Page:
I'd like to ask questions about a "random domino tiling of the plane". However, it's not quite obvious how to go about precisely specifying what this means.

My first instinct was to do something like "the center of a random tiling of a large square". More formally, consider the following property for a random distribution on grid-aligned domino tilings in the plane:

For each $r>0$, the distribution of domino positions within distance $r$ of the origin is the limit of the distributions on that region among randomly-selected tilings of $2N\times 2N$ origin-centered squares as $N$ goes to infinity.

Clearly, if a distribution satisfying this property exists, it is unique, and seems like a reasonable definition to use. However, while intuitive, it is not clear to me how to show that the centers of random tilings of large squares converge in the necessary sense.

The most pressing question about this distribution is whether it actually exists, which I strongly suspect is the case. Conditional on that being true, I have several followup questions:

Is the same distribution obtained if we replace "square" with "torus" or "aztec diamond"? Random tilings of the latter are substantially easier to describe and generate (see the Arctic Circle theorem).

Is the distribution translation-invariant? Again, I strongly suspect this is the case, but I don't know how I'd go about proving it. If so, how far into a large square do we need to go to see this distribution? E.g., is it the case that a patch of a random $2N\times 2N$ tiling at distance $\log(N)$ from the border asymptotically looks like a patch at the center?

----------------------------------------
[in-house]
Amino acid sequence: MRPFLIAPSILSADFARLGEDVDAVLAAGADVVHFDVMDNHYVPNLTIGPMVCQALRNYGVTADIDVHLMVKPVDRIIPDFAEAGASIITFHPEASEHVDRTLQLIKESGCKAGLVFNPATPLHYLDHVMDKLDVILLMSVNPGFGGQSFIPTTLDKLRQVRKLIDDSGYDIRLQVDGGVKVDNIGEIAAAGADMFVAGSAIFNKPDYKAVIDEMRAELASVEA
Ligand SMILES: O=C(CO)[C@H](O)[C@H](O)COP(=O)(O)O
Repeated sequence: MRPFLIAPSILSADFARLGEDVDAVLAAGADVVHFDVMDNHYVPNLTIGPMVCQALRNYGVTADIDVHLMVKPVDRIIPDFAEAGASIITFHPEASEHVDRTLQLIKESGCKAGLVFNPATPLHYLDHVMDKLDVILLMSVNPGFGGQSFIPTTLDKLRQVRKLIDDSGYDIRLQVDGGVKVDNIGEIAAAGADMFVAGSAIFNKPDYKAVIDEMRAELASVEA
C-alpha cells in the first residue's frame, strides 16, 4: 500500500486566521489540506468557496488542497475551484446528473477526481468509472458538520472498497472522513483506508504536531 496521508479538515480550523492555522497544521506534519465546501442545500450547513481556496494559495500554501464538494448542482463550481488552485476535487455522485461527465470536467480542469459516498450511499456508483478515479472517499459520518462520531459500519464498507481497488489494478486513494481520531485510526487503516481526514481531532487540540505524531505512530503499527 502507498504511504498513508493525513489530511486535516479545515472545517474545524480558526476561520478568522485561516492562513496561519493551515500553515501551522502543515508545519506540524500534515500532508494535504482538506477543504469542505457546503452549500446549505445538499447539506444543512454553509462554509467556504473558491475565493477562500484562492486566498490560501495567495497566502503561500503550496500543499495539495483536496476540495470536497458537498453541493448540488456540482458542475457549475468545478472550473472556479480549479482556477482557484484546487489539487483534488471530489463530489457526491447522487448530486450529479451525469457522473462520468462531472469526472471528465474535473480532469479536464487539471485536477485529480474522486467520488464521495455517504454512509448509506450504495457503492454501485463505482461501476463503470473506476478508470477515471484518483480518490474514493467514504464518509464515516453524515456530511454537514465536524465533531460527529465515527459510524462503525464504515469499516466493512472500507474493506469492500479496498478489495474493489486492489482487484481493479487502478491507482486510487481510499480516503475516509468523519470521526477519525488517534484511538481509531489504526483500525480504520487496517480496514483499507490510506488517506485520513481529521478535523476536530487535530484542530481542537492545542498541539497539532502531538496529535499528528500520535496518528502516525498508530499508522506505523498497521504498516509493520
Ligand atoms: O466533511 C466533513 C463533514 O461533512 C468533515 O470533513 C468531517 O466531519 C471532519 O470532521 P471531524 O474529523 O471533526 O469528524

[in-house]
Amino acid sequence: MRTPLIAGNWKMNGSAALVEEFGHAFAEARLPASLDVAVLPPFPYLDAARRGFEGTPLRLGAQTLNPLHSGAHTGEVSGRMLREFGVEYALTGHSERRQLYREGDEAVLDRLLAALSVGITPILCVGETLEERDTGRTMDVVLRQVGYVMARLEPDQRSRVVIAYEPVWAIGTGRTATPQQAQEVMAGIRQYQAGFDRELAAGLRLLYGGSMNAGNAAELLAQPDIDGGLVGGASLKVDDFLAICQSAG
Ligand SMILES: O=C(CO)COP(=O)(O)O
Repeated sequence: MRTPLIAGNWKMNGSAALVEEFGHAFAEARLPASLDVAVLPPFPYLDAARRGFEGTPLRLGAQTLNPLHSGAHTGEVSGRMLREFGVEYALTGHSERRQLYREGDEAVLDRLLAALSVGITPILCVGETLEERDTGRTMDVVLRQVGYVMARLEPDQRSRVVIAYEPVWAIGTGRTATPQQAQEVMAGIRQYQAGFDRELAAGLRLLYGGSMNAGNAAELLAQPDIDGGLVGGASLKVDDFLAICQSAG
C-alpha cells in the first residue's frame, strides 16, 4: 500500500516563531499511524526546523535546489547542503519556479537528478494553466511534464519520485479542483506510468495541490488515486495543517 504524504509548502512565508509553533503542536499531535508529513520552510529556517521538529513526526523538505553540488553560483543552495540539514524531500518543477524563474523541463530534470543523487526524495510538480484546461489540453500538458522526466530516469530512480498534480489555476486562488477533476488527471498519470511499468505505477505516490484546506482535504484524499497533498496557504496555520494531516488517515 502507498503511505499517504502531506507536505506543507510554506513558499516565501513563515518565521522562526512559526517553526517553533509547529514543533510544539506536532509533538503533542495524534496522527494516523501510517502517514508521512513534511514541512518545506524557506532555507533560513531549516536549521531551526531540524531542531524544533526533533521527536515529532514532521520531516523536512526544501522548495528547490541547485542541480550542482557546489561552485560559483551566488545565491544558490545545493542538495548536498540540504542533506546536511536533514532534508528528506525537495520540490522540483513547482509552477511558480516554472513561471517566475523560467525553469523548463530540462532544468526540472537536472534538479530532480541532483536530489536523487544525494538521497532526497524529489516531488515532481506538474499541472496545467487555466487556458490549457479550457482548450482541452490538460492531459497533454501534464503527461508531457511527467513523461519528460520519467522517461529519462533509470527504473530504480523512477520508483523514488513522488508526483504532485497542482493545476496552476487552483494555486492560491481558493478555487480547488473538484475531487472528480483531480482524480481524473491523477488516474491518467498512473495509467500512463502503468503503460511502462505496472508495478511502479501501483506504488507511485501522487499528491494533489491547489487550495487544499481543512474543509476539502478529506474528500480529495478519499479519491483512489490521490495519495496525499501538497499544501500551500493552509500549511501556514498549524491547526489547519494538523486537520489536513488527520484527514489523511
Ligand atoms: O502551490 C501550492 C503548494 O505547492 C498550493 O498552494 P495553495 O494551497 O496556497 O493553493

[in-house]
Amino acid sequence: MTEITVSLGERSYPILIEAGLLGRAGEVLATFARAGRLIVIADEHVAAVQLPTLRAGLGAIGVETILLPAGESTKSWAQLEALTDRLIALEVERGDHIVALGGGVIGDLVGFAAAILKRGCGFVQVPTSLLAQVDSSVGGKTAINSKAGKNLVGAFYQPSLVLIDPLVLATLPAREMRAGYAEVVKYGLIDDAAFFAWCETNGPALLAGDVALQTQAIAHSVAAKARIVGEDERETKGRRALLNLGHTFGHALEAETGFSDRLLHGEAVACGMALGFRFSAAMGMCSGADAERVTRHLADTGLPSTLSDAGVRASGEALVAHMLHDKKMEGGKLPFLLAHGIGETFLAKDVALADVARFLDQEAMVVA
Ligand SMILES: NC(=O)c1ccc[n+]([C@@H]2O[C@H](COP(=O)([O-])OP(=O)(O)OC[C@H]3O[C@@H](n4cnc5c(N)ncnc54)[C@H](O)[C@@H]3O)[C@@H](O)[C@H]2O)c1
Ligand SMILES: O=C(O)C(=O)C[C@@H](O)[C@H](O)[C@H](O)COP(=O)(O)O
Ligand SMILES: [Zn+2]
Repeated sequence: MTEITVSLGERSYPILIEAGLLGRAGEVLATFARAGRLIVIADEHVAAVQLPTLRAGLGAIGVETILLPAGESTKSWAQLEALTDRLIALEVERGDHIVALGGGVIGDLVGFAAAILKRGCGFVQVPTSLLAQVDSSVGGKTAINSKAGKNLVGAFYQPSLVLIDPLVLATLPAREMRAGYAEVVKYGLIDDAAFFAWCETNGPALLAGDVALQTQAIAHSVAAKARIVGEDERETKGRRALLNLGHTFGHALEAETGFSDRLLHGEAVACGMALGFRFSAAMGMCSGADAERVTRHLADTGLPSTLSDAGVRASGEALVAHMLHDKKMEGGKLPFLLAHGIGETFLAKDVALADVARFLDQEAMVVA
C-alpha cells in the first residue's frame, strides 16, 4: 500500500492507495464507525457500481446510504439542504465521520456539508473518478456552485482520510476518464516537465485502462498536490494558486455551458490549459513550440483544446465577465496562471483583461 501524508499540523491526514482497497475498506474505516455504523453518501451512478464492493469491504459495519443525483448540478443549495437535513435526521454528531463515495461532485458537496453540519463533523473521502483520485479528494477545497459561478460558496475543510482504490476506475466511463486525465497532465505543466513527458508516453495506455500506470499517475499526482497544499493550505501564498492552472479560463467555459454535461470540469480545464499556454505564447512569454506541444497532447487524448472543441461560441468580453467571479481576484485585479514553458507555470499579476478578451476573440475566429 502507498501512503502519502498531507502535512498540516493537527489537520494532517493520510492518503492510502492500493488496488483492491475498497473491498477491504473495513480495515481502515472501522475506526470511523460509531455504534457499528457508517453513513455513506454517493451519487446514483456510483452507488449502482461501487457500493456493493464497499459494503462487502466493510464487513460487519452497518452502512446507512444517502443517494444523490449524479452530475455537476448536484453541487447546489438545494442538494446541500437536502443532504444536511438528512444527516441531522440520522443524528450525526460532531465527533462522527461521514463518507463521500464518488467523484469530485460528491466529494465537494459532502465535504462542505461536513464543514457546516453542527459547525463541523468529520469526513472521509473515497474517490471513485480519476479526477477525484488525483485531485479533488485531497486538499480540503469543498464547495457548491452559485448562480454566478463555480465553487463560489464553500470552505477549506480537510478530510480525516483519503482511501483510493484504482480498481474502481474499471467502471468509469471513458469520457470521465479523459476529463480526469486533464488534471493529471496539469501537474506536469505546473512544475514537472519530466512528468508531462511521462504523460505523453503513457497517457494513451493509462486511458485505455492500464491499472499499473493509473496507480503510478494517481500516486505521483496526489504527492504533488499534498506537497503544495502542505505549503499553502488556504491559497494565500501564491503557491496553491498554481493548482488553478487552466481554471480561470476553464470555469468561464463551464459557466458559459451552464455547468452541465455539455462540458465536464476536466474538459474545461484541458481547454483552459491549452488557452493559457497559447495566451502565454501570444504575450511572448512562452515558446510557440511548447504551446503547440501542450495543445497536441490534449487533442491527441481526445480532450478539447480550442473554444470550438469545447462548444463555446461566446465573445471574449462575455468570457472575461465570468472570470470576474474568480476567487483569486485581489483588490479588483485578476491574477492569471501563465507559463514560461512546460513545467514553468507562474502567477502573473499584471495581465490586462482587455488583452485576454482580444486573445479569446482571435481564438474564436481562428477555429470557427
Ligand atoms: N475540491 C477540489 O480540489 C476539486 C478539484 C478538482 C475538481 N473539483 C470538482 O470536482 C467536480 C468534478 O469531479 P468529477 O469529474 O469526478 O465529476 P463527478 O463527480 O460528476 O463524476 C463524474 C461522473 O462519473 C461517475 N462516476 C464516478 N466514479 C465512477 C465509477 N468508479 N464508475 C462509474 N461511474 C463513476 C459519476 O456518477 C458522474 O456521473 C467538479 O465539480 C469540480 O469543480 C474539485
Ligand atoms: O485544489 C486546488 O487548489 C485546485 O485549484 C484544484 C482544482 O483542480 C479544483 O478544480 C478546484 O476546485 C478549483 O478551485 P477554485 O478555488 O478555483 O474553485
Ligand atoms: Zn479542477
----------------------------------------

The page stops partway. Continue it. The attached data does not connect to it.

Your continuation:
What exact probabilities of different configurations does it have? For instance, what are the odds that the origin is not a vertex of any domino? Concretely, at the center of a $2k\times 2k$ grid we have probabilities of $1,\frac19,\frac{361}{841},\frac{139129}{811801},\ldots$, which is approximately $1,0.1111,0.4293,0.1714,\ldots$.

Is there a reasonably efficient algorithm to sample from finite portions of this distribution? Ideally in a constructive manner, i.e. an algorithm which when initialized with a random seed spits out progressively more and more dominoes around the origin that extend to a tiling of the plane.

Possibly relevant is the fact that a random tiling of a $2N\times 2N$ square is given in the limit by starting with any tiling and randomly flipping any two dominoes joined in a $2\times 2$ square (see e.g. Laslier and Toninelli 2012).

This was previously posted on Math StackExchange here, without much progress. In the comments, a paper of P. W. Kasteleyn was linked which may be relevant.